Every traveller wants to take home something to remember their incredible adventure by.

Be it big (a large wooden giraffe) or small (a beaded trinket), purchasing souvenirs to take home, for yourself or as gifts, is part of the overall travelling experience. But how do you know what to purchase, and do so responsibly to support the local economy and local people and industries.

Local is Lekker

As a starting point, look for items that are manufactured locally.

The Love ZA Buy ZA campaign, for example, is a small collective of South African fashion and accessory designers and retailers, including Mungo and Jemima, Spilt Milk and Famke, combining their voices to promote supporting local industries.

This is great if you’re looking for a gift for a super stylish friend or family member with a flair for fashion and don’t mind spending slightly more than you would on the average been-there-done-that-souvenir t-shirt.

Maybe a beautiful hand-crafted piece of silver jewellery by Famke?

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Or perhaps a Spilt Milk dress?

Where to find these items

Cape Town – the Old Biscuit Mill (and their Neighbourgoods market on a Saturday), the V&A Waterfront’s newly-renovated Watershed market any day of the week, or Hout Bay’s Bay Harbour Market on a Friday evening or Saturday and Sunday during the day.

Johannesburg – Neighbourgoods Market on Saturday mornings into the afternoon in Juta Street, Braamfontein.

Durban – Wilson’s Wharf or The Stables markets.

Reduce, reuse, recycle
The bead and wire creations you can find on almost every street corner and at every market creates employment for many South African people who otherwise have no employment or income. These vendors also often reuse materials in creative ways to create all sorts of exciting trinkets.

Head to iThemba curios in Stellenbosch for some of the most special creations. You can even get them to make you a special customised badge/brooch.

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Or keep an eye open for these amazing paper bead necklaces and bracelets. You will find them at most local markets and curio shops. It’s pretty incredible how ordinary scraps of paper are transformed into colourful prettiness!

 

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Gifts for a cause

If you want to purchase small gifts for a group of people back home, for the cost of a round of five or six drinks in a European or American city, you can buy a stack of Relate Bracelets from www.relate.org.za.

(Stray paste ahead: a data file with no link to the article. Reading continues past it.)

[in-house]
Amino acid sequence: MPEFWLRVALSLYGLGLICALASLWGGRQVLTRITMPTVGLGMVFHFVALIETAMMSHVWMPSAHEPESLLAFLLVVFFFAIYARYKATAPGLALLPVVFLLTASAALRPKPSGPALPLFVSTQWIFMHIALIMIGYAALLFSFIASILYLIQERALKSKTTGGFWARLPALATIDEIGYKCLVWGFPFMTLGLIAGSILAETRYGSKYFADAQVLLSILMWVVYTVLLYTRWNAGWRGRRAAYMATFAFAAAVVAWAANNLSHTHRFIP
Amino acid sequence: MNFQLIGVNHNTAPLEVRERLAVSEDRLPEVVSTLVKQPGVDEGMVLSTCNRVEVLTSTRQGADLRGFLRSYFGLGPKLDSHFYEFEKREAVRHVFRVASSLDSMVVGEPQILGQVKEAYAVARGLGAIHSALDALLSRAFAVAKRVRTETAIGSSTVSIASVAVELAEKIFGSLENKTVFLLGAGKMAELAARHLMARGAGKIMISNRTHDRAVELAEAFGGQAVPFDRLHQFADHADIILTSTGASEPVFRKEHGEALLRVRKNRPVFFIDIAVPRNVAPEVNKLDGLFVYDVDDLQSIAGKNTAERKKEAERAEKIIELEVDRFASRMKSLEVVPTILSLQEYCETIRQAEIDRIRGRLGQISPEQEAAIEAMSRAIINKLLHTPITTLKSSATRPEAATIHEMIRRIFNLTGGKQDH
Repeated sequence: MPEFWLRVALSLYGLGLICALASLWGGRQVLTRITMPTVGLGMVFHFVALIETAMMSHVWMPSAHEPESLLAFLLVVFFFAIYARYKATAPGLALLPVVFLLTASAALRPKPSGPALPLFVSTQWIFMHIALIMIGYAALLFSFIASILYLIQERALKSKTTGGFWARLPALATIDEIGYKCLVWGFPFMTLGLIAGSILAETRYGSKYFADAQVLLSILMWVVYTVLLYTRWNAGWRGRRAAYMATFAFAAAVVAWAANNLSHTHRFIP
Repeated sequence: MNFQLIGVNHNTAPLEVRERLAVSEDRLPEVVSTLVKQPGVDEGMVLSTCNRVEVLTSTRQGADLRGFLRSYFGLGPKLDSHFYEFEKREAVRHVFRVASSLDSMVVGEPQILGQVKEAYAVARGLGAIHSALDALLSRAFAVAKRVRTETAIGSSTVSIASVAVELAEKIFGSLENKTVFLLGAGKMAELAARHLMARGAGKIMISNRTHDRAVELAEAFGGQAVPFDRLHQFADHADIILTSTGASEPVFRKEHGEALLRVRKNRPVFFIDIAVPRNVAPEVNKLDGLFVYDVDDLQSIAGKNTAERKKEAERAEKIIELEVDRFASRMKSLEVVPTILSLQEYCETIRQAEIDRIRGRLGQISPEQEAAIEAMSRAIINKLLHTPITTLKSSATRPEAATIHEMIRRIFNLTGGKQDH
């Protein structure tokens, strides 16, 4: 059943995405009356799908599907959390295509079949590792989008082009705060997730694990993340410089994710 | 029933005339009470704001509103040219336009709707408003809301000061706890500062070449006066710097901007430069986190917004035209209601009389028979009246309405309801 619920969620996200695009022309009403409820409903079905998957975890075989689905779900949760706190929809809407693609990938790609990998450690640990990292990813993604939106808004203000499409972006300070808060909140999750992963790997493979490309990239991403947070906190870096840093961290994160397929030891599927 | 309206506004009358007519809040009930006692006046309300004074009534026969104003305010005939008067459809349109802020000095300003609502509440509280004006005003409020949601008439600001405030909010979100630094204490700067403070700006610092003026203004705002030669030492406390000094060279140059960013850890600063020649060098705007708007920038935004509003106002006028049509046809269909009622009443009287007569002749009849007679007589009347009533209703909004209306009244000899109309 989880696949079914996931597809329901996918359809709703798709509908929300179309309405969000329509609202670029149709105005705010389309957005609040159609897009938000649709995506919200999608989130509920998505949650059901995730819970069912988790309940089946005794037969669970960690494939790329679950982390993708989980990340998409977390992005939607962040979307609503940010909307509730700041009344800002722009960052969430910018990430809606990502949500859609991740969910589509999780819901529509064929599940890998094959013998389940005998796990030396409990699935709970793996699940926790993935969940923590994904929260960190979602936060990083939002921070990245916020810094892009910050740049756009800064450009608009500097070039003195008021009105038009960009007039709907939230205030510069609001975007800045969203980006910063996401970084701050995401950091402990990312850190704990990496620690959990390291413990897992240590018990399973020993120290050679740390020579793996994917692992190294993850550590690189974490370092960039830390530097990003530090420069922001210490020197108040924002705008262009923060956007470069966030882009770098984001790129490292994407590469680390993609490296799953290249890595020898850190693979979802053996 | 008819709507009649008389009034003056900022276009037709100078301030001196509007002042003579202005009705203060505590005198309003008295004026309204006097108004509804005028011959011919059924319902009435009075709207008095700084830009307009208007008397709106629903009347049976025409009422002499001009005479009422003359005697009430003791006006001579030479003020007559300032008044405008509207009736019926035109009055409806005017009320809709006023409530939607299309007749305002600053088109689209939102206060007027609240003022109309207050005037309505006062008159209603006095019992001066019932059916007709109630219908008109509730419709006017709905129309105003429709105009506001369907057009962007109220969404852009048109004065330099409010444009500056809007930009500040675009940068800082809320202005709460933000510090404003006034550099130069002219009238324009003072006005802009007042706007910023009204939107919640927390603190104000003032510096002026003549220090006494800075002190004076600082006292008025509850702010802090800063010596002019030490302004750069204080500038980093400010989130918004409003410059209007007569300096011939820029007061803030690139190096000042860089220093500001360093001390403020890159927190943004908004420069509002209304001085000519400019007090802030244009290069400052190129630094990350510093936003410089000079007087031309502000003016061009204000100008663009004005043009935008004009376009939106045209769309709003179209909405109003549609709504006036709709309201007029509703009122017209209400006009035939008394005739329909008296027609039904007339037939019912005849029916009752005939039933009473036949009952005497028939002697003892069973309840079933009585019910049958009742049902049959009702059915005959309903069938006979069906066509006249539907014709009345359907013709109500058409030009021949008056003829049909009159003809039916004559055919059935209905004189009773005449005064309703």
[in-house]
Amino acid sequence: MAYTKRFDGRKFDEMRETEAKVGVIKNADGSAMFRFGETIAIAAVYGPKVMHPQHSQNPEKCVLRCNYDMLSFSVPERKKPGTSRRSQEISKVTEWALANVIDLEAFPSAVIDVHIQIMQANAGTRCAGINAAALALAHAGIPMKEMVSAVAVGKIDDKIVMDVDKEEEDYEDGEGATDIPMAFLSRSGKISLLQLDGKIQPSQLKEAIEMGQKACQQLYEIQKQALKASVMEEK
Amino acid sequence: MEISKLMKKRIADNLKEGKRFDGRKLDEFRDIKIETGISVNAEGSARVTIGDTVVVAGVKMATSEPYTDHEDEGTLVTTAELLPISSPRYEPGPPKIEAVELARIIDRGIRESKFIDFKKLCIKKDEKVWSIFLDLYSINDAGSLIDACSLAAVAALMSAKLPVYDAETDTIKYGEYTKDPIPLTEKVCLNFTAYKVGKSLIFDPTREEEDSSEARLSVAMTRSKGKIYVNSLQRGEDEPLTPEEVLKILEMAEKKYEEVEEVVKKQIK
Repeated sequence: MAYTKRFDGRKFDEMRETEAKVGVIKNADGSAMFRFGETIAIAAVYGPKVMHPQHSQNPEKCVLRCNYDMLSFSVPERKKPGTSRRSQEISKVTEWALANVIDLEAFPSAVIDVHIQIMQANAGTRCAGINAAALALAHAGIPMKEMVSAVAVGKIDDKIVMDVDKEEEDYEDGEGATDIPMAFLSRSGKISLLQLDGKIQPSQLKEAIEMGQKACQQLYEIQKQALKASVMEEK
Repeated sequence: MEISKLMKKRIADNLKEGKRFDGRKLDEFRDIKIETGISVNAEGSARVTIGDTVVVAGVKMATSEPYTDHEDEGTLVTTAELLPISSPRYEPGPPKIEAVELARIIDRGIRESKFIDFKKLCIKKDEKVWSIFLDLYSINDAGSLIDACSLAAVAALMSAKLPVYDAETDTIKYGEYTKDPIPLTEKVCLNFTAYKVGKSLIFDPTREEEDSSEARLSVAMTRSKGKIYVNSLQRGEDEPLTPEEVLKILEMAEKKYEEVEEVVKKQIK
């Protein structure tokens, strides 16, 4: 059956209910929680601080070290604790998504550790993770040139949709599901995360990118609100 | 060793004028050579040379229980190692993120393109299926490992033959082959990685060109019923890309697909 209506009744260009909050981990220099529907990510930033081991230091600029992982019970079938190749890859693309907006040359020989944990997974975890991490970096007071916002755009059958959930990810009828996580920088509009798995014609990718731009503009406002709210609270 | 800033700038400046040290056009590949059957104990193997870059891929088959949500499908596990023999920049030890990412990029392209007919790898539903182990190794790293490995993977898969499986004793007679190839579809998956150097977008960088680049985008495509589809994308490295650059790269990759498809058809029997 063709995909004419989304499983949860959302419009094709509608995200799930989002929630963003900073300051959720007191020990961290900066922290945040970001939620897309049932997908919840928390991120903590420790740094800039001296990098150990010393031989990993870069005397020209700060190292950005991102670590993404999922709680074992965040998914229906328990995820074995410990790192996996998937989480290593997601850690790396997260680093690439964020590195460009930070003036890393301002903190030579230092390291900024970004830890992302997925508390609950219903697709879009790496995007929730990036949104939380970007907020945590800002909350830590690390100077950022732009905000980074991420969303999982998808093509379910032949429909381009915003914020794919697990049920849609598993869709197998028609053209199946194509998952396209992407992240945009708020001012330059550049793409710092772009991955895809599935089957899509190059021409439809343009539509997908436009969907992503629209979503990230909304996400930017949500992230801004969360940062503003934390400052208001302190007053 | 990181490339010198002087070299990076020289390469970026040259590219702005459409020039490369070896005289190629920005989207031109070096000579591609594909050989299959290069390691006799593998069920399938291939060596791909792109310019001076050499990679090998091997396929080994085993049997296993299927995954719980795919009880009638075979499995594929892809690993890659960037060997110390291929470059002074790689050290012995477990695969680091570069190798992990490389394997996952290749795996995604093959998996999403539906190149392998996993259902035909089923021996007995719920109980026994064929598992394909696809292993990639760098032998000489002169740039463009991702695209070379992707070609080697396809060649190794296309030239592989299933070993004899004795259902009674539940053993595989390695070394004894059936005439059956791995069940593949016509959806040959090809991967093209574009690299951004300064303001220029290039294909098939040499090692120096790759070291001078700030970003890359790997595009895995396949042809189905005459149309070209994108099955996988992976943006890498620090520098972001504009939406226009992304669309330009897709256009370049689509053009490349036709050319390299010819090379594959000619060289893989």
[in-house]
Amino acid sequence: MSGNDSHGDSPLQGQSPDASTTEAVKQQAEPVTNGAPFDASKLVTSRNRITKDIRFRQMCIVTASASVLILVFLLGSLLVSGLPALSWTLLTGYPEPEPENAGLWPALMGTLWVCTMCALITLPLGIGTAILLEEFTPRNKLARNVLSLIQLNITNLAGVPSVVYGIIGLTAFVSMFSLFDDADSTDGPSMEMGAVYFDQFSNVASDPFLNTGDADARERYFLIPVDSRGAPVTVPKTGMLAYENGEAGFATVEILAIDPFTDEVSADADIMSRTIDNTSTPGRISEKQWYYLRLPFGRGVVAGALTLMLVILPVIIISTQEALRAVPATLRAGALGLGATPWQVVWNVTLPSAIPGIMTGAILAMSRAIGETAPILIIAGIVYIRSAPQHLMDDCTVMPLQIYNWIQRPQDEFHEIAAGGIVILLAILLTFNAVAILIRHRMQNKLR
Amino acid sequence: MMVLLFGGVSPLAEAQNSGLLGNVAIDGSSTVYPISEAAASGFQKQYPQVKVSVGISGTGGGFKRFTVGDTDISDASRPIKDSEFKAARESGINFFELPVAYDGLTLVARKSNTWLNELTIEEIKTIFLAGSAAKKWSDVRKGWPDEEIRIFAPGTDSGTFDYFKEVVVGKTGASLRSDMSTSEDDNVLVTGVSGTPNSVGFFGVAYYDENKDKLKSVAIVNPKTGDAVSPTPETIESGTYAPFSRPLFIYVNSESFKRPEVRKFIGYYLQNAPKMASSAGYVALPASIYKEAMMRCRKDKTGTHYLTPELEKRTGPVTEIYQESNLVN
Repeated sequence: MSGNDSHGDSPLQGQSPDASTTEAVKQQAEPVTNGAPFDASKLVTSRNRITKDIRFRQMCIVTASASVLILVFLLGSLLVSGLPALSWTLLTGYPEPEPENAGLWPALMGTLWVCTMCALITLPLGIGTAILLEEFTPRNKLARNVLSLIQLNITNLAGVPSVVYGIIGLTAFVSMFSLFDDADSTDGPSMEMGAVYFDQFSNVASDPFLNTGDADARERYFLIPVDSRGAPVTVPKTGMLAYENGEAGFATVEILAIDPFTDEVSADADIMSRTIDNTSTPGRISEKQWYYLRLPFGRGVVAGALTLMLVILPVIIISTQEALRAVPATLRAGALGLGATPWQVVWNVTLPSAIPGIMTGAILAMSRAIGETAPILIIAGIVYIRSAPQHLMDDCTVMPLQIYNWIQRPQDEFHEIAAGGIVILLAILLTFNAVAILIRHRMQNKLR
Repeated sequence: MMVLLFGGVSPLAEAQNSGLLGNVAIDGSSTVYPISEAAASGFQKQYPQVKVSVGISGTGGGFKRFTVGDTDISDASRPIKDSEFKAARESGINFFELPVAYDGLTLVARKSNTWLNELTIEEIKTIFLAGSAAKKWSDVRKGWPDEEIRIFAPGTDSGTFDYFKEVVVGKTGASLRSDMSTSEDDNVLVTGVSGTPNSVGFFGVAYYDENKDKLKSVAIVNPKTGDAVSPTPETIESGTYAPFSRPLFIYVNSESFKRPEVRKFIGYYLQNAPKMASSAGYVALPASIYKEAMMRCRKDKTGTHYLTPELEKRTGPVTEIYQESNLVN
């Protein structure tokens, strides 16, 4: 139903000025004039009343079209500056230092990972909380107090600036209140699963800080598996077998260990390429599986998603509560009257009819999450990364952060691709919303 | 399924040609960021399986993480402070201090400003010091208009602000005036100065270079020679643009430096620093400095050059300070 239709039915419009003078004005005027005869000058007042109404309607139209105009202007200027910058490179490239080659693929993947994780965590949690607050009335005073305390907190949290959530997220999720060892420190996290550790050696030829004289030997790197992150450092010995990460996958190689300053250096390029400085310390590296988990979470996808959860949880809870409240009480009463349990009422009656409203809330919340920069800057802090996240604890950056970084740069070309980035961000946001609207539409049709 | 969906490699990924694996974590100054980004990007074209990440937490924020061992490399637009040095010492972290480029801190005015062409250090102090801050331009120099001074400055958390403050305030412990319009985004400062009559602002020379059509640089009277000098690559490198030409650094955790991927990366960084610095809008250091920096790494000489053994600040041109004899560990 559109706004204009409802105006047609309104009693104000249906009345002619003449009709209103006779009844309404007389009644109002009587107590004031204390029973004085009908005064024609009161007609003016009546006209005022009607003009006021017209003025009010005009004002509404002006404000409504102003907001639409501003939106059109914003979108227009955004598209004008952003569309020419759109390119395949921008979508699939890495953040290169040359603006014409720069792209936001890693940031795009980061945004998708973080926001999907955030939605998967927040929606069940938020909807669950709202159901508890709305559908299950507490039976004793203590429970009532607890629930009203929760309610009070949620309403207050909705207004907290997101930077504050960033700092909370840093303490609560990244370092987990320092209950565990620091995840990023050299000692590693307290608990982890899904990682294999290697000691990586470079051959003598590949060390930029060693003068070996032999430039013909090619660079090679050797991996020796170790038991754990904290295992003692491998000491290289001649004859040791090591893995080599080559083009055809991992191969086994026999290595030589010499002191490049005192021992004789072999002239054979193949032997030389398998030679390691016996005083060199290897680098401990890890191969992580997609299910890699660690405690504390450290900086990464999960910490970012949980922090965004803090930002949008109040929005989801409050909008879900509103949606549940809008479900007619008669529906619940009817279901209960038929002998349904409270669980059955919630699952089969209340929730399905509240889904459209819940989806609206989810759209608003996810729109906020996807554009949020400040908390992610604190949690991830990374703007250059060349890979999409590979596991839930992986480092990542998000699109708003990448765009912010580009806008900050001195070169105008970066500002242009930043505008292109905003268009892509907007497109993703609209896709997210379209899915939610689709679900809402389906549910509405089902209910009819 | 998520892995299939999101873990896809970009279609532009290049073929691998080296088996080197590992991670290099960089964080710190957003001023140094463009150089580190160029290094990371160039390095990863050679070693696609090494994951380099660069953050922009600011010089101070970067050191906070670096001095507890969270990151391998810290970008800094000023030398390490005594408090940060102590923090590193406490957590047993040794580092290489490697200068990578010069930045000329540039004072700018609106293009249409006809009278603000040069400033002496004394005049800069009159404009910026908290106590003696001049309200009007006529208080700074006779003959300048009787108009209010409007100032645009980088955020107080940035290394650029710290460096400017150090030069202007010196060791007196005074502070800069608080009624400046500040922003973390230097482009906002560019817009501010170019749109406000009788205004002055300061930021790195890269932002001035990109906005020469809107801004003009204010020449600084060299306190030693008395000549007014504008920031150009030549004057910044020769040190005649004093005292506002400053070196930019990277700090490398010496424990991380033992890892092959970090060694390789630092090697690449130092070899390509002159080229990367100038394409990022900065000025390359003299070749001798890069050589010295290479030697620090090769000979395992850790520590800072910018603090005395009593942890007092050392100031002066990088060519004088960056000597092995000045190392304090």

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Or you can buy individual Relate bracelets for a variety of causes in stores including Sorbet salons, Clicks or Woolworths. Relate is a South African not-for-profit social enterprise that creates social investment opportunities to change lives, with 100% of the cost of the bracelet going to the people who make the bracelets, the cost of materials and the cause the bracelets represent.

If you’ve got a heart that beats for endangered wildlife, or know someone who does, Woolworths has an amazing array of products that benefit Wildlife Act, including cool shopping bags and these delicious jelly sweets.

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Fairtrade and organic treats

Wine and chocolate lovers rejoice! South Africa has some pretty cool Fairtrade products. In fact, South Africa is the largest producer of Fairtrade wines in the world.

But wait… what is fair trade? It is basically an ethical certification whose main aim is to promote more equality and sustainability in the farming sector.

You will be able to spot Fairtrade wines pretty easily if you look for the recognisable logo, but we suggest you try out one of Fairhills‘ varietals.

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And why not combine it with a slab of delectable, organic, hand-made Honest chocolate? What makes them even cooler is their flair for attractive packaging design. The artisanal chocolate company is based in Wale Street, Cape Town, but their products can be found right across the country.

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And if you’re going to be visiting Honest Chocolate, you might as well pop into neighbouring Bean There Coffee Company. As the first roaster of Certified Fairtrade coffee, strives to make a sustainable difference in the lives of African coffee producers by personally sourcing quality coffee through direct fair trade.

Bookish!

Finally, if you’re looking for something a bookish friend who’s into current affairs will like, buy a Big Issue magazine. Vendors can be found at busy intersection right across Cape Town and receive 50% of the cover price.

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If you really don’t know what or where to shop, you could consider asking your hotel concierge or guest house owner, what they suggest. For example, Protea Hotels supports the Reach for a Dream Foundation and encourages all staff to get involved in social upliftment – just ask how you can help in the community in which you are staying.

This article was originally published on Traveller24.

 

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